How to write a patent specification

If there is any part of the patent process where you should get good, professional advice, it is in writing the patent specification. It is easy to get wrong and difficult to fix later. That can leave you with a useless patent or no patent at all.

But understanding how a specification is written is important if you are trying to protect your invention. The specification describes your intellectual property and you need to understand it to really know what the patent protects.

This guide introduces the process for crafting a patent specification. Every inventor should read it whether or not they can afford to get a professionally drafted patent. For those who cannot afford professional advice, it can point you in the right direction to write your own specification.

A patent specification is a specialised legal and technical document which does two main things:

  1. It tells people how to make the invention
  2. It tells people what they are not allowed to do

This is part of the deal with patents. The inventor gets a 20 year monopoly on their invention in return for sharing it with the world.

Both these features of a patent mean that it is essential that the specification describes the invention as clearly and precisely as possible. A common error is thinking that a broad and strong patent only describes an invention in general terms using vague language. The exact opposite is true.

This point bears stressing. Drafting a wishy-washy specification is the key mistake made by almost every inventor trying to do it themselves.

A specification consists of several sections and sub-sections.

  • Description
    • Background
    • Summary
    • Detailed Description
  • Claims
  • Drawings
  • Abstract

Although a finished specification is set out in this order, the writing process is far more flexible.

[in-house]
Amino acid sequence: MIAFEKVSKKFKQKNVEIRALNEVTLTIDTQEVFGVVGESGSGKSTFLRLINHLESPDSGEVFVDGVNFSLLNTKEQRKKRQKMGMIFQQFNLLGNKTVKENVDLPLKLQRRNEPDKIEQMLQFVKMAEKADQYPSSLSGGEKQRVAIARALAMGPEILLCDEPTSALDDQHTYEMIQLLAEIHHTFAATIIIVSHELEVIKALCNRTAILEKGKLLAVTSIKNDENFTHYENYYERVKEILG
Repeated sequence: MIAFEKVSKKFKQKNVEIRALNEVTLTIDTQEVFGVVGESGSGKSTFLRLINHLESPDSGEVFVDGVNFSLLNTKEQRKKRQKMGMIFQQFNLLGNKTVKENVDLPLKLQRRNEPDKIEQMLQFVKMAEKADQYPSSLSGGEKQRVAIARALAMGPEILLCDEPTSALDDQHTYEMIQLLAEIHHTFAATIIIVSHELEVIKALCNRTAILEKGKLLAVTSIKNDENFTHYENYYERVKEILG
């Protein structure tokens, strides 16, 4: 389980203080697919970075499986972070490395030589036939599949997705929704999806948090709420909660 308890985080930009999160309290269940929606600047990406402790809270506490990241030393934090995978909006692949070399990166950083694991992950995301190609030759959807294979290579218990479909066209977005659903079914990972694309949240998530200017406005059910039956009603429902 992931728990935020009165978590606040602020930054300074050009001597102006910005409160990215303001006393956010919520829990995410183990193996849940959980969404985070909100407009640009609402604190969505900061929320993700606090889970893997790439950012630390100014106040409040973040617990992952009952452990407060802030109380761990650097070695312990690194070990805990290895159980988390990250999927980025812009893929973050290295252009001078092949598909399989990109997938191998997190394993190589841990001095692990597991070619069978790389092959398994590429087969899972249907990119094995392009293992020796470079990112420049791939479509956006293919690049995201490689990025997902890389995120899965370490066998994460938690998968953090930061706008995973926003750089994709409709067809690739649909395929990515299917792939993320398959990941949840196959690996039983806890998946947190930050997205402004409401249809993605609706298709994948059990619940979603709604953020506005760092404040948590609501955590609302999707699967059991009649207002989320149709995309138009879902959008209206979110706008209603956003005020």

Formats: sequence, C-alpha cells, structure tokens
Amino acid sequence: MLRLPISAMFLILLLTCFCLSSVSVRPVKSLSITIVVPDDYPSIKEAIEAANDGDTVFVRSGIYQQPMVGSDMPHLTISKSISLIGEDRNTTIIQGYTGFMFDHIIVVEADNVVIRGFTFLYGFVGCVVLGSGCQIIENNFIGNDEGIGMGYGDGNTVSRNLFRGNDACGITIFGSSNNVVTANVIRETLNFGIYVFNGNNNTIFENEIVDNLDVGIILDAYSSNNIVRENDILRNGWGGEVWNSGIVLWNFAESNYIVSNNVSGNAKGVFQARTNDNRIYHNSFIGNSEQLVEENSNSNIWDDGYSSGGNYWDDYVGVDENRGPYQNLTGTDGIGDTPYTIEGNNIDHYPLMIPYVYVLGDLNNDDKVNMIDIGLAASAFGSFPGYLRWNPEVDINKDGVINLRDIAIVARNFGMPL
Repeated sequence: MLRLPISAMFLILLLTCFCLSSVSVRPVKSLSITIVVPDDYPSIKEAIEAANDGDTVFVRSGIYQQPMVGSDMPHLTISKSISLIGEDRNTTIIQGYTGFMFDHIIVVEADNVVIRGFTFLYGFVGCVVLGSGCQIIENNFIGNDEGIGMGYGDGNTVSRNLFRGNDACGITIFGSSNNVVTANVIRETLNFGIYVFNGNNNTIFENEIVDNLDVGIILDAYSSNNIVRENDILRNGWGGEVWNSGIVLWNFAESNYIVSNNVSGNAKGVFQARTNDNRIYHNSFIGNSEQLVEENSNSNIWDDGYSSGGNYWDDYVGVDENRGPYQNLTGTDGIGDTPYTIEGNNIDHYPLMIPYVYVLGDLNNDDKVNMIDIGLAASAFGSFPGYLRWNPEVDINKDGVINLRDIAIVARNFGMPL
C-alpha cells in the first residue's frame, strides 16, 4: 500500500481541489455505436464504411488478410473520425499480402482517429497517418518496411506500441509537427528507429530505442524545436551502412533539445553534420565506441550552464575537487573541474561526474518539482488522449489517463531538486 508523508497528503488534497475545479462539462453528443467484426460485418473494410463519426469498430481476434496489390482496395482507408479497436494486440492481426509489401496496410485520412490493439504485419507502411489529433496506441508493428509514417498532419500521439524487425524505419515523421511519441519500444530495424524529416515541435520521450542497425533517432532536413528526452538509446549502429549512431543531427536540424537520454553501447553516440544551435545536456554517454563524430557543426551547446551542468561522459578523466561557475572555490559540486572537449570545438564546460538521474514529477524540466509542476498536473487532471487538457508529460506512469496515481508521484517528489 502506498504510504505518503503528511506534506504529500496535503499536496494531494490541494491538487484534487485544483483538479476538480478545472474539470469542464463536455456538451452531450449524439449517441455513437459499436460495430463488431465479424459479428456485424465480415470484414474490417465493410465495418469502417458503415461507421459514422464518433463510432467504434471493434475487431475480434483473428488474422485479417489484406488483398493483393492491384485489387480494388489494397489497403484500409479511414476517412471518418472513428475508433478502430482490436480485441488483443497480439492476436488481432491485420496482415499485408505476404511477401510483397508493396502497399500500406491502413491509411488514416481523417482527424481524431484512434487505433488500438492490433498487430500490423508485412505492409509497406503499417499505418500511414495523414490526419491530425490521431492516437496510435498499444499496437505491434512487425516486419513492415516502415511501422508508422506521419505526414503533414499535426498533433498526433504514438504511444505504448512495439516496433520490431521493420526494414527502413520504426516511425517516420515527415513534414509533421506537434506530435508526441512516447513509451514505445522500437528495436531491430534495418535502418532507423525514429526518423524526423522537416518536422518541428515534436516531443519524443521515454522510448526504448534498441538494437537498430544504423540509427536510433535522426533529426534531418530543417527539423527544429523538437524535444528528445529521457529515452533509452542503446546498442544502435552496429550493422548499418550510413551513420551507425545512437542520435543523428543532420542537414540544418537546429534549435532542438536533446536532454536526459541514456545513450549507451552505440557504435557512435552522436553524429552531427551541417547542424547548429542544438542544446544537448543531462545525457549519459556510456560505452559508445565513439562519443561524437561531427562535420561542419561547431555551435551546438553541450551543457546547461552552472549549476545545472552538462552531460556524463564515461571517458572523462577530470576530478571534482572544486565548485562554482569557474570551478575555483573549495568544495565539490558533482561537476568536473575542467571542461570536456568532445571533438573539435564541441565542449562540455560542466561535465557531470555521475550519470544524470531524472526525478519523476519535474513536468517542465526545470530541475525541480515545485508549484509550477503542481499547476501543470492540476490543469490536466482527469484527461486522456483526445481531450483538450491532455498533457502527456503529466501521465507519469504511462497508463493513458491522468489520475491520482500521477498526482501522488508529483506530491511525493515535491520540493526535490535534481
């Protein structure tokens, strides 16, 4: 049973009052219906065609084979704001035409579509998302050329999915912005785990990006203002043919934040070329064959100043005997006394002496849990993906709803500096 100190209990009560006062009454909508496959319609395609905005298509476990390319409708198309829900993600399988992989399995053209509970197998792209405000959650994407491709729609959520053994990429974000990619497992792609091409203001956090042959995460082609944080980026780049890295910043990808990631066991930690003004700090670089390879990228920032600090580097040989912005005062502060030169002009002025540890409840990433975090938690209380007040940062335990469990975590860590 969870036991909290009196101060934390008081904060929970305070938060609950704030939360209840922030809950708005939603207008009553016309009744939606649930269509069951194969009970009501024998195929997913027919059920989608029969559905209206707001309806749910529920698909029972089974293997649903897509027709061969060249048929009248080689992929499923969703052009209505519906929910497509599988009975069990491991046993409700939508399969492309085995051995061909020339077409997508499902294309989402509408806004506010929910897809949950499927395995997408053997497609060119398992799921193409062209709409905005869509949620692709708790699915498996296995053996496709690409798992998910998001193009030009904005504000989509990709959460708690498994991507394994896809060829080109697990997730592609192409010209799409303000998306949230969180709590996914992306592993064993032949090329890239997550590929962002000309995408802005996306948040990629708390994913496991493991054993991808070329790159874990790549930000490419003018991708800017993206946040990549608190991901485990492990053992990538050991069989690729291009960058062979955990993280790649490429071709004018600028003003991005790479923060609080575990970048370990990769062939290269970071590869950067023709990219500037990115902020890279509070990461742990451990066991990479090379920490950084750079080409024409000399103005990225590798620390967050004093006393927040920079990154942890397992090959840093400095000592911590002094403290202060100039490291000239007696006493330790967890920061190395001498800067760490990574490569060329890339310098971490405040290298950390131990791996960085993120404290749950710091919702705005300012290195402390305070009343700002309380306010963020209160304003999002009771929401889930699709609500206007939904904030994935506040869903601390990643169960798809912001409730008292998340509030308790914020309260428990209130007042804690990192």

The usual starting point is to research and write the Background section of the Description. This focuses the mind on what the invention really is and how it is different from previous products and ideas. The Summary section, however, is one of the last parts to be written. Initially, based on the research for the Background, jot down a few bullet points of the key novel features and advantages of the invention. Expand this list while writing the rest of the specification as more novel features come to mind.

The next part to work on is the Drawings. The aim when putting them together is to create an organised structure for writing the Detailed Description. Think about what order the invention should be described in, from the basic ideas to the finer details, and arrange the Drawings accordingly. Then write the Detailed Description using the Drawings as a template and guide, going through each one methodically, in order.

The next step is the Claims. These will take several attempts and sleepless nights to get right. Use the bullet points in the draft Summary to identify the key or “essential” features of the invention. These essential features make up the Claims. Once they are done, the Summary then goes through each claim in turn and explains what advantages are provided by each essential feature.

Next comes the Abstract. The Abstract is a short summary of the invention and isn’t very important to the specification as a whole. From a writer’s perspective, however, it can be very useful. Write it with a clear head and try out different terminology or different turns of phrase. Doing this can reveal surprising improvements and clarifications that can be made to the rest of the specification.

Finally comes a top to bottom rewrite. Go through the whole specification to create a consistent picture of what the invention is and why it is worthy of a patent.

And you’re done!

This article is, by necessity, merely a broad overview of a very complex topic. Keep an eye out for future articles which will go through the different sections of a patent specification in more detail.